The Senator Who Mistook His Errands For History

September 25, 1995|By Jean Marbella | Jean Marbella,SUN STAFF

Forget sexual harassment. Sen. Bob Packwood is guilty of cluelessness in the first degree, felonious Neanderthalism, exposing himself (as a bore) and, most of all, DWI, diary-writing while intoxicated by power.

For this, he has been dealt the most capital of punishments, one both cruel and unusual: Volumes of incriminating evidence that lay him bare to the world, in the black and white of the printed page. In the cruelest of ironies, Bob Packwood is the star of two recently published books but won't even get a book tour out of it.

There is the $10, 325-page quickie book that just arrived in stores, "The Packwood Report," a Times Books reprint of the Senate Ethics Committee report that would have led to his expulsion had he not resigned on Sept. 7. But, for the true plunger into this heart of darkness, there is the 10-volume, 44-pound and 10,145 page "Documents Related to the Investigation of Senator Robert Packwood," printed and sold by the U.S. Government Printing Office for $429.

Mind-numbing yet fascinating, wonderful yet awful, these pages upon pages of testimony, original and altered diary entries, legal briefs and interview transcripts provide a glimpse into the walled community that is Washington, as well as the rise and fall of one of its supreme sultans.

And the picture that emerges is highly unflattering: of a ham-handed, heavy-drinking man who viewed himself as a Lothario of Capitol Hill, of an office and campaign culture that takes the workplace stereotype of the powerful man and the subordinate woman to the extreme, of a world that either breeds or tolerates such a person and such behavior.

But here's the kicker: This unattractive image is a self-portrait. It is the Oregon Republican's own diary, after all, that lifts the veil of decorum that usually shrouds Congress and sets this report apart from the dry transcripts and procedural citations more commonly issued.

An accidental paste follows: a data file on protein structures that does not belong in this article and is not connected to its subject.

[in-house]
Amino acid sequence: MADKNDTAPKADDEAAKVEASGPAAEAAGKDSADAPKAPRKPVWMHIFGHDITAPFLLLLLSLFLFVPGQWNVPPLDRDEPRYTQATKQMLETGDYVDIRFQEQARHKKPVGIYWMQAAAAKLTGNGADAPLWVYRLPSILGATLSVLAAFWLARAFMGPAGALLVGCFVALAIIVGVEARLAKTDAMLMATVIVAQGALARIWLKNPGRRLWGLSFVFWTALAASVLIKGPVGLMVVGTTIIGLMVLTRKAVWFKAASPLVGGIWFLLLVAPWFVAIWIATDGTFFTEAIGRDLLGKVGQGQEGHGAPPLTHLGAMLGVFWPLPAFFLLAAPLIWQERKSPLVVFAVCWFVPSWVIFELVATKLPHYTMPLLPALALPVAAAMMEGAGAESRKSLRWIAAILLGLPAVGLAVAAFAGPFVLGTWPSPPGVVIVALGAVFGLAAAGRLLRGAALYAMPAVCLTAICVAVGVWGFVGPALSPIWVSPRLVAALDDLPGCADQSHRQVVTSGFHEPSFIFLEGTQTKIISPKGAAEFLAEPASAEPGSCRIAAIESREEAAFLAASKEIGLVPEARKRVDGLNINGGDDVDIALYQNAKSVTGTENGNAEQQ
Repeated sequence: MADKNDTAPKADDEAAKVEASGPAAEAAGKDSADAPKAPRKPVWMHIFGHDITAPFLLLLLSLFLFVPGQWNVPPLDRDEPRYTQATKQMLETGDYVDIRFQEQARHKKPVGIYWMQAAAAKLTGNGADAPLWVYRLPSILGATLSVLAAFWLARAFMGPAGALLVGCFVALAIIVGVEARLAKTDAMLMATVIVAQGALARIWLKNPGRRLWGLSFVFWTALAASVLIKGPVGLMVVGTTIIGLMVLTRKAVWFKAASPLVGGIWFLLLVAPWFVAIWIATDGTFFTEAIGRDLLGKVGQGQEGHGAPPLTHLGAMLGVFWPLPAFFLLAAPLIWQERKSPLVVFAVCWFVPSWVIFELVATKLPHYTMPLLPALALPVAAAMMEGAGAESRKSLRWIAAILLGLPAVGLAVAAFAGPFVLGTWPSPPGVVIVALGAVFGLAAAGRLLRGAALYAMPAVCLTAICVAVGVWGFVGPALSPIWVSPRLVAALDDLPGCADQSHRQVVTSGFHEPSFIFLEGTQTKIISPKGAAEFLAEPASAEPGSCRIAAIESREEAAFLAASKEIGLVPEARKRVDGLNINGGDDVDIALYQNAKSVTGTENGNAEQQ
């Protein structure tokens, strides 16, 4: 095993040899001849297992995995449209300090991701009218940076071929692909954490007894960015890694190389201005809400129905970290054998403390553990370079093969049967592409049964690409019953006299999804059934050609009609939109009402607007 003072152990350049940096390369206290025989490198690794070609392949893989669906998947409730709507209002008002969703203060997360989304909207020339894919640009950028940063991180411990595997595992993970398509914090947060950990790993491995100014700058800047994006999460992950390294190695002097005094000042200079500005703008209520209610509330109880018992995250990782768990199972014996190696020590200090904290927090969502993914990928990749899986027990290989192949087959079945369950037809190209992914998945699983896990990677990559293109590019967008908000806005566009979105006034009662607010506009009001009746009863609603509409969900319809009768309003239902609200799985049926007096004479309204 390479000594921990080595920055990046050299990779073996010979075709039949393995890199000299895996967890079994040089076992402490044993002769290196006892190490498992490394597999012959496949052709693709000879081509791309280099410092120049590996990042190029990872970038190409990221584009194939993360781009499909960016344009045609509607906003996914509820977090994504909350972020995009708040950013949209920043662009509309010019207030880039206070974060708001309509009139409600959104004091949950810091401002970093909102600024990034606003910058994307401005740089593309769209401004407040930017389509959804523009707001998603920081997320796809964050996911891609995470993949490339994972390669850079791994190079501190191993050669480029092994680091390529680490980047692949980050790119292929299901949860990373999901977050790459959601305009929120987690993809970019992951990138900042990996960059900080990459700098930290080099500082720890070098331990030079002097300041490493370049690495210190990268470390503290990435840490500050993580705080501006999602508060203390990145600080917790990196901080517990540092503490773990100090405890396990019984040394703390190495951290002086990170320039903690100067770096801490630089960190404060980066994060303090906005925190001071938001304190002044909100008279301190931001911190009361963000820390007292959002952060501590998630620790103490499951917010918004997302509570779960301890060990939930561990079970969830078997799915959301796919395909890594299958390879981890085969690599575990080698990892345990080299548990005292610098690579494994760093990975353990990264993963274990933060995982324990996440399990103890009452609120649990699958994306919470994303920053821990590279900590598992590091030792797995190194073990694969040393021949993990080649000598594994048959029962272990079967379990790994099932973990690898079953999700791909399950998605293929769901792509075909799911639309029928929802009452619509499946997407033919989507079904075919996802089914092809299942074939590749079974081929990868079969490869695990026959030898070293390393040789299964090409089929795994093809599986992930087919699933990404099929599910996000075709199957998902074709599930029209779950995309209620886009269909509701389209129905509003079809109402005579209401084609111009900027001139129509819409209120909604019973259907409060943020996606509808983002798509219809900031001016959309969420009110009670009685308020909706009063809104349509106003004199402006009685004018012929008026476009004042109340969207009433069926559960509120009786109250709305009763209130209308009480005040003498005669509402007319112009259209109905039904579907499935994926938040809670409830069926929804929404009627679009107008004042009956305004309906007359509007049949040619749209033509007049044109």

There are so many perversely delicious levels of enjoyment in reading the diary, where to begin? The first and most headline-grabbing aspect, of course, is the powerful senator revealed as a graceless clod when it comes to sex. He writes of a drunken occasion when he and a staff member make love and dance nude around his desk in the office. And, there is the bridge tournament where one of the female players is wearing a jacket "showing, as best I could tell, bare breasts. God was she a good player. I was so fascinated in watching her bid and play that I could hardly concentrate on the breasts."

Equally comical is this portrait of The Senator Who Mistook His Daily Errands as Historic Events. This is one self-absorbed man, like a baby who has just discovering his toes, recording for posterity his tales of shopping for stereo equipment at Myer-Emco, puffing up his hair with a blow-dryer and going to Hechinger's and ending up with the wrong kind of telephone cord.

Finally, there is Senator Packwood's breathtaking lack of reflection, of seeing any forest beyond the trees, heck, even any trees beyond the pile of sawdust. For all the accounting of the minutiae of his days, this is a woefully unexamined life. There is almost no self-awareness, no sense of a world beyond his own little fiefdom, no comprehension of how others might view him.

At one point in the diary, he discusses a "pastoral meeting" with an unnamed "cleric" -- whom later news accounts identify as then-Sen. John Danforth. He is the decent Episcopalian minister who also counseled his friend Clarence Thomas through similar travails, when Anita Hill's charges of sexual harassment nearly cost him a seat on the Supreme Court. Senator Danforth keeps trying to explain to his colleague that it's wrong to engage in extramarital sexual relationships -- especially with subordinates in the office. But Senator Packwood, in the now-cliched slogan, just doesn't get it.

An unvarnished life

A diary is a funny thing. It presents the writer with perhaps his only chance to star in his own life story. Yet, precisely because it's a diary -- and meant for your eyes only, or perhaps a future, suitably respectful biographer -- it is an entirely unvarnished account. Most of us could use several coats of varnish; most of us should not be seen in public without it.

And so it is with Senator Packwood. The man who triumphantly marshaled the 1986 tax reform bill through the Senate should have let his legislative bills rather than his diary be his legacy. (Ironically, the government printing office says, the final report of the tax bill has sold about 30,000 copies to date, far outstripping the 20-some sets of the Ethics Committee's Packwood report.)

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